Student Loans in America
Next debt crisis?
Household debt is on the rise in the United States. According to the Federal Reserve Bank of New York, household debt has risen steadily for 11 consecutive quarters. Total household debt is now approaching $13 trillion and has surpassed the previous peak of $12.68 trillion in 2008. The largest and fastest-rising debt for households is student loan debt. The increasing amount of student loan debt is alarming, especially since student debt delinquency is also rising.
How Did We Get Here?
As the U.S. transitions away from a manufacturing and goods-based economy to a service and technology-based one, the need for higher education has increased. It has become more important for students to get post-secondary education to remain competitive in the modern workforce.
However, as demand for higher education has increased, so have the costs. In 1973, the average one-year tuition at a private university or college was just under $10,000 and an in-state public institution averaged around $2,000 in today’s dollars. The average one-year tuition for a private university or college is now over $33,000; in-state students attending a public university or college pay just under $10,000.
Increasing Student Loan Debt and Defaults
The dramatic increase in higher education costs has resulted in a steep rise in student borrowing. The average college student now owes more than $37,000 in student loans. These borrowers should expect to pay around $450 per month on a 10-year loan. Many graduates face daunting loan balances of more than $100,000, with monthly payments of more than $1,000. Luckily, the U.S. job market is strong, and with starting wages for college graduates averaging just under $50,000 per year, borrowers should be able to handle these payments.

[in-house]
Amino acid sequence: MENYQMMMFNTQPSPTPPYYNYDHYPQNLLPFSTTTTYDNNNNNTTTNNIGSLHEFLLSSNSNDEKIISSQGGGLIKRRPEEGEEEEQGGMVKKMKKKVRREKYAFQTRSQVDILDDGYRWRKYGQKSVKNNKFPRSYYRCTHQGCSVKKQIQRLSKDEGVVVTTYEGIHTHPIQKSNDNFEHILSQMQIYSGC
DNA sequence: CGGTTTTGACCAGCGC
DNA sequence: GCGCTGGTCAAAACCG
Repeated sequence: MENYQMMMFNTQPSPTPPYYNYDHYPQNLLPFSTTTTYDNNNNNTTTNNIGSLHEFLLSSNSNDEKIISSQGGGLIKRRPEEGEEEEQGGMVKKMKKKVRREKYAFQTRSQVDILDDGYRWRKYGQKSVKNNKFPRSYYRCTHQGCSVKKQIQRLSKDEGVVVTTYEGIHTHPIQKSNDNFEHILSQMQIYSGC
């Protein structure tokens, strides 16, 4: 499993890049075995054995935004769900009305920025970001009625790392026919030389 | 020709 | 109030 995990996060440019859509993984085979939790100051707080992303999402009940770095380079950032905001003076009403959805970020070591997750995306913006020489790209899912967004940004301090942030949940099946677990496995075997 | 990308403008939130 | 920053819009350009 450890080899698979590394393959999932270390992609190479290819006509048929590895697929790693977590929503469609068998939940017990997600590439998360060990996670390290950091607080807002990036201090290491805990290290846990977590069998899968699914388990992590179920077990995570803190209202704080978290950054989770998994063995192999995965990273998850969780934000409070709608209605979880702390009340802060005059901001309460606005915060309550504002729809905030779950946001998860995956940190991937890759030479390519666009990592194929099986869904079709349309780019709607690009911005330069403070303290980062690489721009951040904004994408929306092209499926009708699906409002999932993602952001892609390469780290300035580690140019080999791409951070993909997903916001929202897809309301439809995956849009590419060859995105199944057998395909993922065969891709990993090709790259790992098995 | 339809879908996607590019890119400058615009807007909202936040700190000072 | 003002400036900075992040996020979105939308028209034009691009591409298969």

However, what if recent graduates are not able to find jobs that pay well enough to cover the cost of their student loans? Or, even worse, what if a student drops out of college? He or she must still repay the loans, even without the benefit of a diploma. And often the burden of paying these outstanding debts falls to the parents of those with the debt.
As student loan debt has doubled in the past decade to $1.3 trillion, the default rate on student loans has also increased. Today, more than one in 10 borrowers are at least 90 days delinquent on their student loan debt. The delinquency rate for student loans is now much larger than for other forms of debt, such as mortgages, automobile loans and credit card debt. And this high debt is dampening home ownership rates as borrowers struggle to manage their high debt loads.
The Impending Student Loan Crisis
Compared to other forms of debt, it is much more difficult to erase student loans in bankruptcy. They can hang over the heads of borrowers for years or even decades. Student loan borrowers have said that the weight of their loans delayed other life events, such as getting married or having children. Others have said that their debt impacted employment plans, causing them to work in jobs outside their field, work extra hours or work more than one job. Many have said that their undergraduate education was not worth the financial cost.
Just as with the housing crisis of 2009, if borrowers become unable to keep up with their mounting student loan debt, the overall health of the economy could be severely affected.
Addressing the Crisis
It is imperative for borrowers, universities and policymakers to address the impending student loan crisis before it grows out of control. At the individual level, students need to be more responsible about the debt they incur and not borrow more than is necessary. Colleges and universities must be more proactive in helping students understand the debt load and future cost to pay off these loans after graduation.
Policymakers need to increase awareness about the seriousness of the crisis. Colleges must be given better tools to limit student loan debt, including allowing them to identify students with excessive debt and proactively reach out to them with help. It will take a concerted effort at all levels to address the crisis. Meanwhile, every day the problem becomes worse.
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